In Thailand, the annual population growth has dropped from more than thirty births for every thousand people in the early 1970s to around twenty-five a thousand.
MCU people walking in Bangkok street
MV Girl walks to counter and buys birth-control pills
MV showcase with selection of contraceptives
MV man examining packets of contraceptives
CU BV taxi driver at wheel PAN DOWN TO contraceptives on dashboard
MV ZOOM INTO CU Mechai Viravidya talking to students about birth control (TWO SHOTS)
MV farmer ploughing field with buffalo displaying family planning slogan
MV pig farmer talking to family planning officer ZOOM INTO pig
MV village women explaining use of birth-control pill to fellow villager (THREE SHOTS)
SV excited children with outstretched hands receiving packets of contraceptives and birth-control pills
MV ZOOM INTO child unwrapping packet
MV family-planning officer demonstrates elasticity of contraceptive
CU young boys blowing up contraceptives (TWO SHOTS)
MV children holding aloft inflated contraceptive and running across field (TWO SHOTS)
Script is copyright Reuters Limited. All rights reserved
Background: In Thailand, the annual population growth has dropped from more than thirty births for every thousand people in the early 1970s to around twenty-five a thousand. A telling factor in the drop has been an audacious and imaginative family planning campaign, designed and organised by a thirty-six-year-old former economist, Mr Mechai Viravidya.
SYNOPSIS: The Thai Ministry of Public Health says that response to the campaign in Bangkok, the capital, has been twice as good as expected. In the first six months, throughout the country, an estimated half million people received family planning advice. Mr Viravidya launched his group, called community-Based Family Planning Services (CBFPS) almost four years ago. He opened six supermarkets at main bus terminals, where many people from rural areas could buy contract ???, the Pill, and family planning T-shirts.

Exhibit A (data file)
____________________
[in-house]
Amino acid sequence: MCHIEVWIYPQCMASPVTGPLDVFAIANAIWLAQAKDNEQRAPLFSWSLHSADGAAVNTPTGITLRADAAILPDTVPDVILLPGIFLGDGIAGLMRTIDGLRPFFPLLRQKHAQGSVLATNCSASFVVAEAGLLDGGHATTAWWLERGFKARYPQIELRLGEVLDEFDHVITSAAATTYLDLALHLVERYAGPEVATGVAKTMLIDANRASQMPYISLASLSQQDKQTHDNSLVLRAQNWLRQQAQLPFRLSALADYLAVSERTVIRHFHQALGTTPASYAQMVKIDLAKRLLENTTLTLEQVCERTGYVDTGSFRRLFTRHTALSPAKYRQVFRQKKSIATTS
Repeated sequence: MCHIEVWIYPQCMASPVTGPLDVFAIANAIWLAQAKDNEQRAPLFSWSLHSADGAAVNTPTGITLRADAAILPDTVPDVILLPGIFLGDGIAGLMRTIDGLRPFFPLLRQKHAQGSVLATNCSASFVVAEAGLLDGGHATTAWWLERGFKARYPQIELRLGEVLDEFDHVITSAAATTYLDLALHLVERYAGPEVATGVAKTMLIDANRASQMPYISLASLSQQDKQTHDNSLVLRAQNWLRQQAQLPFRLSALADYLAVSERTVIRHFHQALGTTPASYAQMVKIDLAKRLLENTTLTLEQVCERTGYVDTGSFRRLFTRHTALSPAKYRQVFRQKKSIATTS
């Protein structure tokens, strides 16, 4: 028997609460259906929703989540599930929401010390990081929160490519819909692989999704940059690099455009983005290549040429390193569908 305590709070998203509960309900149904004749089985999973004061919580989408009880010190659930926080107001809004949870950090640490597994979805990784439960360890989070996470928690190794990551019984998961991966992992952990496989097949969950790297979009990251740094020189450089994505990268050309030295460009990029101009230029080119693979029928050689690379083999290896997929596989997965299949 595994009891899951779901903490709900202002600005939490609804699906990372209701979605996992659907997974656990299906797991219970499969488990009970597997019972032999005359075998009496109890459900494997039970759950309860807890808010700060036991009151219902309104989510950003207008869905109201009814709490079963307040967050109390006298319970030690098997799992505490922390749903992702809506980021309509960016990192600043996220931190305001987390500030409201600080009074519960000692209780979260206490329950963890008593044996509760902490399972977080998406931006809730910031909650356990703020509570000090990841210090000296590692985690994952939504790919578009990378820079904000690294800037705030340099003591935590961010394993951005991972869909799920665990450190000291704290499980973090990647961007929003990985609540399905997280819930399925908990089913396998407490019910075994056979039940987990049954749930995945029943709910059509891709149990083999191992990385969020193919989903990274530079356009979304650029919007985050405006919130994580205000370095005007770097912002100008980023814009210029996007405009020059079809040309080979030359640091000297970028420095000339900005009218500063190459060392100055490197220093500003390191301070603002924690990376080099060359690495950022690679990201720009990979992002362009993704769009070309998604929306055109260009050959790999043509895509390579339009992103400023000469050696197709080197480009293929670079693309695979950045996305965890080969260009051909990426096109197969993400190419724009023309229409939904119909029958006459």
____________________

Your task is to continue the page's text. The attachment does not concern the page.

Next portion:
One of his shrewder moves was to distribute birth control devices to taxi drivers, who sold them to their passengers, sometimes in lieu of change.
Mr Viravidya recruited students, offering them one hundred and fifty (U.S.) dollars towards a scholarship if they could get fifty men to volunteer for sterilization.
He had to overcome a natural reticence on sexual subjects among rural dwellers, who comprise seventy percent of thailand's population of more than forty-three million.
Farmers joining the programme can lease animals, such as buffalo, for half the usual five-dollar daily rate. The organisation launched its campaign almost four years ago in seventy villages, south-east of Bangkok, and it quickly spread to eight thousand villages throughout Thailand. Most people in the country now refer to a contraceptive as a 'Mechai" - Mr Viravidya's first name. He says he won support through appealing to the Thai's sense of humour.
He has linked to the central theme other health subjects, such as basic health treatment, and parasite control among a people where almost one in two has hookworm. And unusual balloon-inflating contests are a calculated gimmick to attract the attention of children, and teach them that family planning is healthy, positive and useful for their future lives. Along with his television and radio programmes in Bangkok, and links with the government family planning programme, these light-hearted antics have painlessly educated the people.